Durango tangles with murky drinking water
It doesn’t take a degree in hydrology to realize that there
is currently something wrong with the Durango water supply. Tongues
throughout town have picked up swampy flavors, a white film is
consistently showing up on dishes, clean laundry has been hard
to come by and watering restrictions are imminent. However, the
upside is that there is no hazard to health according to Durango
officials, who are working overtime to provide solutions to the
recent shock to local water quality.
to categorize the current situation as a crisis, but it’s
certainly a different circumstance than anything we’ve dealt
with before,” says Durango Public Works Director Jack Rogers.
Rogers is referring to
the dark brown hue common to the Animas River lately combined
with the city’s present reliance on the river for drinking
water. Normally, the city taps the Florida River for the majority
of its drinking water. However, low flows and fluctuations on
the usual source have sent the city to the more reliable Animas.
Landscapes scarred by this summer’s wildfires and the resulting
flash floods have led to heavy silt and ash loads and ultimately
poor water quality on both rivers.
The cloudiness of water,
or turbidity, is measured in units called ntu’s. Normally,
turbidity in the Animas is 1.5 ntu, and the city is required to
treat to a level of less than .3 ntu. “What we saw on Saturday
was above 500 ntu,” says Rogers of the present near crisis.
The city is pumping water
from the Animas at Santa Rita Park up to the 7.5-million gallon
Terminal Reservoir above Hillcrest Golf Course. Once there, the
sediment is given an opportunity to settle out prior to treatment.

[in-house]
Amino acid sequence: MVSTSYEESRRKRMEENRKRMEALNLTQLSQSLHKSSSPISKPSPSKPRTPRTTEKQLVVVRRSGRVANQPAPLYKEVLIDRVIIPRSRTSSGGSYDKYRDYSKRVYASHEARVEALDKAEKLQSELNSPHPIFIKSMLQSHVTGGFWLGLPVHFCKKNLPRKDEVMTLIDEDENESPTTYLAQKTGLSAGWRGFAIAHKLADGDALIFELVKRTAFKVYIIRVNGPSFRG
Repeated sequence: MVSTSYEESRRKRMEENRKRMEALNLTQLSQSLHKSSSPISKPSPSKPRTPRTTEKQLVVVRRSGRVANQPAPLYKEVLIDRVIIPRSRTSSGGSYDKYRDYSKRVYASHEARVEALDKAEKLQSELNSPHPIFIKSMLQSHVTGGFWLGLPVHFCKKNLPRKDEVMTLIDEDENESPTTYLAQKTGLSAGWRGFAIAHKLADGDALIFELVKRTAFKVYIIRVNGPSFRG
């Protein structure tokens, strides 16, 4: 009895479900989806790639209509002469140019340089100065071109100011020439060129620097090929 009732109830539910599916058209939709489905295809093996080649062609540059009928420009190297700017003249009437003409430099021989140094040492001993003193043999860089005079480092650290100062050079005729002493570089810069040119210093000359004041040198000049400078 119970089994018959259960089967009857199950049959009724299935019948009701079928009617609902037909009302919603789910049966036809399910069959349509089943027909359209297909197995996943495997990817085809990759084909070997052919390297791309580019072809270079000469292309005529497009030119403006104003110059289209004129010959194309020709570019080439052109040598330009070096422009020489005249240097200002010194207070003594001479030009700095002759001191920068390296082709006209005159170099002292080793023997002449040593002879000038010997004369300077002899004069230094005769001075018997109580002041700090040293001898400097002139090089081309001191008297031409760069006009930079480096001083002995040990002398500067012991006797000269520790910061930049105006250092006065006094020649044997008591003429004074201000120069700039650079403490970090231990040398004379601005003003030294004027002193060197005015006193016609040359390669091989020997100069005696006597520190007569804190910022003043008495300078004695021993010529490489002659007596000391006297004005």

The sticking point comes with Durango’s average use of 5
million gallons of water per day, a reality that could require
watering restrictions during times in which the river is running
“It’s a quality
issue, purely quality not quantity,” said Chris Wilbur,
Durango Water Commission member.
In late August, the Durango
City Council voted to give authority to impose emergency water
restrictions to City Manager Bob Ledger. Violators would receive
one verbal warning and subsequent infractions would result in
a fine, up to $300. Water Commission member Kent Ford has made
the suggestion that when needed, emergency restrictions be ordered
swiftly and for a duration of three days.
“It seems to me
that we should be quick to pull that trigger,” he said.
“You don’t want three or four days to pass when you’re
pumping bad water.”
but bacteria free
Three or four days of
pumping silt-laced water would have consequences at the tap. And
though tap water as of late has tasted swampy and left residue
on dishes, Rogers assures that the water is currently safe to
drink. The laboratory at San Juan Basin Health Department concurs,
saying that tests for bacteria in Durango’s drinking water
have turned up negative.
“There are no health
concerns about the water right now,” says Rogers. “There
are concerns about the increasing hardness of the water.”
The swampy flavor was
the result of a brief and harmless algae bloom. “I didn’t
know if it was getting better, or I was getting used to it,”
said Fred Kroeger, Water Commission member.
The increasing hardness
of tap water has led to the film on dishes and difficulty in getting
clothes clean. The problem’s cause is the city’s shift
from the Florida to Animas. “We’re seeing mineralization,
primarily calcium, in the Animas that’s exacerbated in times
of drought,” says Rogers.
While water hardness seems
to be no big deal, the city also is keeping its eye on a potential
health risk. Water quality tests Aug. 5 turned up the presence
of organic carbon in Durango’s drinking water. On the one
hand, organic carbon leads to discoloring of the water. On the
other, it poses a health risk when combined with chlorine, a key
component of water treatment.
“When the water
is chlorinated, the carbon changes, and high levels of chlorinated
hydrocarbons have a health effect when they persist over a long
time,” said Rogers. The only hang-up is that Durango currently
has no equipment capable of treating organic carbon. “Organics
aren’t going to be easily removed,” says Rogers. “If
we have to treat the organics we would have to lease new equipment.”
Rogers says he expects
the organic carbon to continue to taper off, but that he “can’t
guarantee that the water will be back to an acceptable level.”
As a result, the city is prepared to lease equipment if need be.